|MadSci Network: Molecular Biology|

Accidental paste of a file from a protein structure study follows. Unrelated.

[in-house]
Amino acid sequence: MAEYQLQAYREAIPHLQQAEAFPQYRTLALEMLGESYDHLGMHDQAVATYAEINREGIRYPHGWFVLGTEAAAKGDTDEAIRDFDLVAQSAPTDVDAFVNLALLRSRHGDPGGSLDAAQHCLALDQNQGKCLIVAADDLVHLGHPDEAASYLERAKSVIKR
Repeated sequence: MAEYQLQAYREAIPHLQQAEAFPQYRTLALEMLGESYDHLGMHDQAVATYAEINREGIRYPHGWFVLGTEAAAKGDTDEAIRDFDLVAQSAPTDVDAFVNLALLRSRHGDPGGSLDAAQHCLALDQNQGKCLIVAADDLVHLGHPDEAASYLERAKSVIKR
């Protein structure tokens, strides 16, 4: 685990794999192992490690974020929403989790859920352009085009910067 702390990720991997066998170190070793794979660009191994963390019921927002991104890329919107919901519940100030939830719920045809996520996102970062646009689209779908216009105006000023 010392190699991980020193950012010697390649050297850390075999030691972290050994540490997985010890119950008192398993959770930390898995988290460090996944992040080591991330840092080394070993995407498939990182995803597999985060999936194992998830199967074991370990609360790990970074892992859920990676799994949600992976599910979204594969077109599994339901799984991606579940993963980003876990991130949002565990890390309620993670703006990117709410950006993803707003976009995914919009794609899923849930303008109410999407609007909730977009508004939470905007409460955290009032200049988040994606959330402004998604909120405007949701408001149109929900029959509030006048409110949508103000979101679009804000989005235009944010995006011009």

hi. its true that the buffers are acidic for RNA work and slightly basic (usually around pH 8)for DNA extractions. If you place DNA in a strong bacic solution the bonds between the strands will be cleaved and the 2 stands will not be able to re join. RNA can survive and contaminate when preforming a DNA extraction, unless specific steps are used to remove the RNA ie using RNase. The acidic conditions for RNA extractions is due to a number of problems when dealing with RNA. DNA is a major contaminant which needs to be removed as it can interfer with RT-PCR etc. Also RNase has very little activity in acidic condition and is de-activated by guanidinium thiocyanate. Often the RNA extraction buffers are 5M G.thio and pH 4.8ish. hope that helps regards Sean Admin note: Another reason for the disparity in nucleic acid extraction buffers is tied to the phenol extractions commonly used to purify the nucleic acids away from cellular proteins: DNA is soluble in even mildly acidic phenol while RNA is not; so a good way to purify RNA's away from genomic DNA is to perform an acidic phenol extraction. Since phenol is itself a buffer, these extraction work best if the sample buffer is also acidic. Conversely, if DNA is being isolated, any acidity present during phenol extraction could greatly reduce yield.
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